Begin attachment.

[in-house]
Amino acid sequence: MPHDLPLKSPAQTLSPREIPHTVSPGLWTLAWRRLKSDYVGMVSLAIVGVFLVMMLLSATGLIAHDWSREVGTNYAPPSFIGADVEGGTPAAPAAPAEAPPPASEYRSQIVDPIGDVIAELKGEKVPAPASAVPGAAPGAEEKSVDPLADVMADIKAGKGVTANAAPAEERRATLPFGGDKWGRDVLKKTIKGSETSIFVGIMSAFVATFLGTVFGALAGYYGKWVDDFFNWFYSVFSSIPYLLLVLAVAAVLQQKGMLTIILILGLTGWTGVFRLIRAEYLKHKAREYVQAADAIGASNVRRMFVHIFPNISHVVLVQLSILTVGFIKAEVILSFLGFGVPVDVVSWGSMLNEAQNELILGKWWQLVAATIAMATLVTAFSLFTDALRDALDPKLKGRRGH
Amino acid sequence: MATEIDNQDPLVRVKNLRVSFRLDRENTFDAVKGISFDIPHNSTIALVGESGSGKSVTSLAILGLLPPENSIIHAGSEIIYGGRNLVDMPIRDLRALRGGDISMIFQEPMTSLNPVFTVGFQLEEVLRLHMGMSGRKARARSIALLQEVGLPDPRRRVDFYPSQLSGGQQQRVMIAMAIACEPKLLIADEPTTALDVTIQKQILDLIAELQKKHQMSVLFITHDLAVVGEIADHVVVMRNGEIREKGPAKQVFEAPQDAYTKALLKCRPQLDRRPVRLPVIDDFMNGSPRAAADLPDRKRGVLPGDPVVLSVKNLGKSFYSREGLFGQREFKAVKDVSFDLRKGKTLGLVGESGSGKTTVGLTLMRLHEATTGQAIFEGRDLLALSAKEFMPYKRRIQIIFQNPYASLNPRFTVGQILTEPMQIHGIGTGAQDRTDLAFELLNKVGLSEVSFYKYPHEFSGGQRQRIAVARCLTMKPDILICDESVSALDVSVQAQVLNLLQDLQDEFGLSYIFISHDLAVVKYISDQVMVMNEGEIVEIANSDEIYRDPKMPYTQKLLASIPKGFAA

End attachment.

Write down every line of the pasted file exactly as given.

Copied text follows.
[in-house]
Amino acid sequence: MPHDLPLKSPAQTLSPREIPHTVSPGLWTLAWRRLKSDYVGMVSLAIVGVFLVMMLLSATGLIAHDWSREVGTNYAPPSFIGADVEGGTPAAPAAPAEAPPPASEYRSQIVDPIGDVIAELKGEKVPAPASAVPGAAPGAEEKSVDPLADVMADIKAGKGVTANAAPAEERRATLPFGGDKWGRDVLKKTIKGSETSIFVGIMSAFVATFLGTVFGALAGYYGKWVDDFFNWFYSVFSSIPYLLLVLAVAAVLQQKGMLTIILILGLTGWTGVFRLIRAEYLKHKAREYVQAADAIGASNVRRMFVHIFPNISHVVLVQLSILTVGFIKAEVILSFLGFGVPVDVVSWGSMLNEAQNELILGKWWQLVAATIAMATLVTAFSLFTDALRDALDPKLKGRRGH
Amino acid sequence: MATEIDNQDPLVRVKNLRVSFRLDRENTFDAVKGISFDIPHNSTIALVGESGSGKSVTSLAILGLLPPENSIIHAGSEIIYGGRNLVDMPIRDLRALRGGDISMIFQEPMTSLNPVFTVGFQLEEVLRLHMGMSGRKARARSIALLQEVGLPDPRRRVDFYPSQLSGGQQQRVMIAMAIACEPKLLIADEPTTALDVTIQKQILDLIAELQKKHQMSVLFITHDLAVVGEIADHVVVMRNGEIREKGPAKQVFEAPQDAYTKALLKCRPQLDRRPVRLPVIDDFMNGSPRAAADLPDRKRGVLPGDPVVLSVKNLGKSFYSREGLFGQREFKAVKDVSFDLRKGKTLGLVGESGSGKTTVGLTLMRLHEATTGQAIFEGRDLLALSAKEFMPYKRRIQIIFQNPYASLNPRFTVGQILTEPMQIHGIGTGAQDRTDLAFELLNKVGLSEVSFYKYPHEFSGGQRQRIAVARCLTMKPDILICDESVSALDVSVQAQVLNLLQDLQDEFGLSYIFISHDLAVVKYISDQVMVMNEGEIVEIANSDEIYRDPKMPYTQKLLASIPKGFAA